André-Antoine Ravrio (1759 - 1814)

    Made master bronzier in 1777, he is one of the most important Parisian bronze workers of the late 18th century and the early Empire period. Supplier of bronzes to the Imperial Garde-meuble, Ravrio helped furnish Napoleon’s residences, along with Thomire and Galle; he also worked for some of the most influential figures of the time, including Marshals of the Empire. Today certain of his works are in the collections of the Mobilier national in Paris.



    Deverberie
    Jean-Simon Deverberie (1764-1824)

    Important Gilt Bronze and Green Marble Mantel Clock “Apollo’s Chariot”

    Pendule332-04_BD_MAIL

    Model Attributed to the Bronzier Jean-Simon Deverberie

    Paris, Empire period, circa 1810

    Height61.5 Width76 Depth24.5

    The white enamel ring dial, which is decorated with engine-turned molding, indicates the Roman numeral hours and the outermost minutes graduations by means of pierced blued steel hands. It is fitted into the wheel of a chariot whose spokes are quivers of arrows that is elaborately adorned with scrolls, garlands, leaf friezes, eagles’ heads, Egyptian herms wearing nemes headdresses, mascarons, lions’ heads, a fringed drapery, and rosettes. Seated on the chariot is a magnificent figure of Apollo, the god of music. He is draped in a toga that is fluttering in the wind. Apollo is wearing a laurel leaf crown and holds a seven-stringed lyre in one hand and the reins in the other. A winged Cupid with winged heels stands at the front of the chariot; he is wearing Mercury’s helmet and is holding a caduceus. He holds the reins of two rearing horses with elaborate saddlecloths. The quadrangular green marble base is decorated with bead friezes, with reserves decorated with pierced friezes alternating with flowers, scrolls, baskets, and flaming torches. The clock rests upon eight feet that are finely chased with stylized leaves.

    Before the 19th century Parisian clockmakers and bronze casters rarely used the chariot as a decorative or ornamental motif. It was not until the reign of Napoleon and the advent of the Empire period that the first chariot clocks appeared, featuring gods, goddesses, and heroes riding in majestic two- or four-wheeled chariots. They embodied the military virtues that were extolled by the Emperor’s Marshals. The present clock, made within that particular context, features an unusual composition that may be confidently attributed to Jean-Simon Deverberie, one of the finest Parisian bronziers of the Empire period. Identical in design to a model that the same size and is also based on the Apollo theme, it bears the signature “Inv. et fait par Deverberie rue Barbet au Marais Paris”. One such chased and gilt bronze example was formerly in the Galerie Gismondi in Paris (illustrated in J-D. Augarde, Les ouvriers du Temps, La pendule à Paris de Louis XIV à Napoléon Ier, Genève, 1996, p. 143, fig. 106).

    Jean-Simon Deverberie (1764 - 1824)

    Jean-Simon Deverberie was one of the most important Parisian bronziers of the late 18th century and the early decades of the following century.  Deverberie, who was married to Marie-Louise Veron, appears to have specialized at first in making clocks and candelabra that were adorned with exotic figures, and particularly African figures. Around 1800 he registered several preparatory designs for “au nègre” clocks, including the “Africa”, “America”, and “Indian Man and Woman” models (the drawings for which are today preserved in the Cabinet des Estampes in the Bibliothèque nationale in Paris). He opened a workshop in the rue Barbette around 1800, in the rue du Temple around 1804, and in the rue des Fossés du Temple between 1812 and 1820.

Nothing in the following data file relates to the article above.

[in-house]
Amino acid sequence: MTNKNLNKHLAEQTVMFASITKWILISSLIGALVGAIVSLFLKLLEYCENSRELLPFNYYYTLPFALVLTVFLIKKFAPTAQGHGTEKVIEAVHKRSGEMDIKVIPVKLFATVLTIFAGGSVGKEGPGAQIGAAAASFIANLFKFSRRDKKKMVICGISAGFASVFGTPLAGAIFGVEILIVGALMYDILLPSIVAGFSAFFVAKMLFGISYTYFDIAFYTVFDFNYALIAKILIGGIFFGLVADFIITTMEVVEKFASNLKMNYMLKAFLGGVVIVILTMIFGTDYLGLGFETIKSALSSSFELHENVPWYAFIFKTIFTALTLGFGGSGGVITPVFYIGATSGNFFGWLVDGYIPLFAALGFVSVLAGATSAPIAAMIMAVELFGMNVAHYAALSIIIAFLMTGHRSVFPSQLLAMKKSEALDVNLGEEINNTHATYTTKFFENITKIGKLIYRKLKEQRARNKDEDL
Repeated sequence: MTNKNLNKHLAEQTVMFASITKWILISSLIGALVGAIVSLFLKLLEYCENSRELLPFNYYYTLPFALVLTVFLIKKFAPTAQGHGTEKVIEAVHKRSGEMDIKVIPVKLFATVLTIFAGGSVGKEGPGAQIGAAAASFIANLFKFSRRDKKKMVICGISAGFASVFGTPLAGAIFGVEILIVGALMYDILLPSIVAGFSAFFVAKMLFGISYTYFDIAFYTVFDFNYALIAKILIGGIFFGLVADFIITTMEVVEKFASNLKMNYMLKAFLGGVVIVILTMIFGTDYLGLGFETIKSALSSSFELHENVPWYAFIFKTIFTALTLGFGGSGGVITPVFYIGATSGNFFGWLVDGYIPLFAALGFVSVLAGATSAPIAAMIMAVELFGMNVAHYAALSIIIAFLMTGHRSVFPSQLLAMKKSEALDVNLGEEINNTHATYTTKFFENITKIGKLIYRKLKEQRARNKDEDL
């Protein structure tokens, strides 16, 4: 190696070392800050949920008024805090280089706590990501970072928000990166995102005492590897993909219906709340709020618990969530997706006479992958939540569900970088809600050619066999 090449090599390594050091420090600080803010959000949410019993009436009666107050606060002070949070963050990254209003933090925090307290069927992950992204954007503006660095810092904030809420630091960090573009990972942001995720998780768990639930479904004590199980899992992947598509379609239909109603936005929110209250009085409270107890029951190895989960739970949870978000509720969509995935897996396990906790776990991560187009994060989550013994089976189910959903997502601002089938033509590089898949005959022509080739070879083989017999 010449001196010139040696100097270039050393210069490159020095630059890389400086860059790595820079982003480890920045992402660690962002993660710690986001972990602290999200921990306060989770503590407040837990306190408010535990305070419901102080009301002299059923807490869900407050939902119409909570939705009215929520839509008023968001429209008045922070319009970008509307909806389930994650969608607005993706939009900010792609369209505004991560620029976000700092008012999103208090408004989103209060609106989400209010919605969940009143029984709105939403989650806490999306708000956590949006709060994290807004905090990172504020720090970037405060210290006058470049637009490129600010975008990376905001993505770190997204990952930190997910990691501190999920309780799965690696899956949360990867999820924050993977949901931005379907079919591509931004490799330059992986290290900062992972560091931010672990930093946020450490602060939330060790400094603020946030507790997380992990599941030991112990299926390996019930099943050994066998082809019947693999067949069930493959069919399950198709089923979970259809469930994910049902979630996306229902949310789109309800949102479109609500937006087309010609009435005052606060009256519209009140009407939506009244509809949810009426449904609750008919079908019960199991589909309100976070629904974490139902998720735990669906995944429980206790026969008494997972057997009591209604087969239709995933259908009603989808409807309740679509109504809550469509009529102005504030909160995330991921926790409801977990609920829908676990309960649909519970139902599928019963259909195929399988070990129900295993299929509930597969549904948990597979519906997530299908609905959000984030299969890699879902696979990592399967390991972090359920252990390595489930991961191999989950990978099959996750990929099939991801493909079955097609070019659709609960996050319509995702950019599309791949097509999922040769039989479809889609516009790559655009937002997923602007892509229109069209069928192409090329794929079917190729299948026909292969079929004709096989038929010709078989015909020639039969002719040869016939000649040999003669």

Deverberie
    Jean-Simon Deverberie (1764-1824)

    Rare Chased, Patinated and Gilt Bronze Mantel Clock

     

    Pendule318-03_HD_WEB

    Attributed to Jean-Simon Deverberie

    Paris, Directoire period, circa 1795-1800

    Height34 Width45 Depth12

    The enamel ring dial indicates the Roman numeral hours and the minute graduations by means of two blued steel hands. Revealing the skeleton movement, it forms the wheel of a small chariot driven by a young woman modelled in chased and gilt bronze. Dressed in an Empire-waist dress, her hair tied up in a bun, she holds a whip in one hand and in the other the reins of the spirited, patinated bronze horse that is harnessed to the chariot. Behind the young woman stands a young black boy with enamel eyes, wearing a feather headdress and loincloth. He adds an exotic touch to the composition. The moulded a rectangular base is adorned with foliate motifs, scrolls and palmettes; the four feet are decorated with foliate motifs.

    In the late 18th century, the philosophical writings of Jean-Jacques Rousseau extolled the virtues of a return to Nature via the myth of the “noble savage”. Due to their influence exoticism became fashionable in contemporary literature. Bernardin de Saint Pierre’s great success “Paul et Virginie”, published in 1788, Daniel Defoe’s famous “Robinson Crusoe”, Marmontel’s novel “Les Incas”, published during the American Revolutionary War, and Chateaubriand’s “Atala”, published in 1801, all profoundly changed Europeans’ view of other civilisations. This literary movement created a romantic vision of a sort of pagan Garden of Eden, renewed and regenerated by Christianity. As often happened in the French decorative arts, this was to have an effect on many artistic creations, particularly clocks and lighting instruments. This is the context within which the present clock was created by bronze caster Jean-Simon Deverberie in the late 18th century. It is particularly interesting because it is related to two types of clock, both extremely sought-after by knowledgeable horological collectors at the time; the “pendule au nègre” and the “pendule au char”.

    Very few similar clocks are known; most date from a later period. One such example is illustrated in Tardy, La pendule française, du Louis XVI à nos jours, Paris, 1975, p. 377; a second clock is in the François Duesberg Museum in Mons (see Musée François Duesberg, Arts décoratifs 1775-1825, Bruxelles, 2004, p. 54); a third example is in the collection of the Princes of Hessen in the Fasanerie Palace in Fulda (illustrated in the exhibition catalogue Gehäuse der Zeit, 2002, p. 93).

    Jean-Simon Deverberie (1764 - 1824)

    Jean-Simon Deverberie was one of the most important Parisian bronziers of the late 18th century and the early decades of the following century.  Deverberie, who was married to Marie-Louise Veron, appears to have specialized at first in making clocks and candelabra that were adorned with exotic figures, and particularly African figures. Around 1800 he registered several preparatory designs for “au nègre” clocks, including the “Africa”, “America”, and “Indian Man and Woman” models (the drawings for which are today preserved in the Cabinet des Estampes in the Bibliothèque nationale in Paris). He opened a workshop in the rue Barbette around 1800, in the rue du Temple around 1804, and in the rue des Fossés du Temple between 1812 and 1820.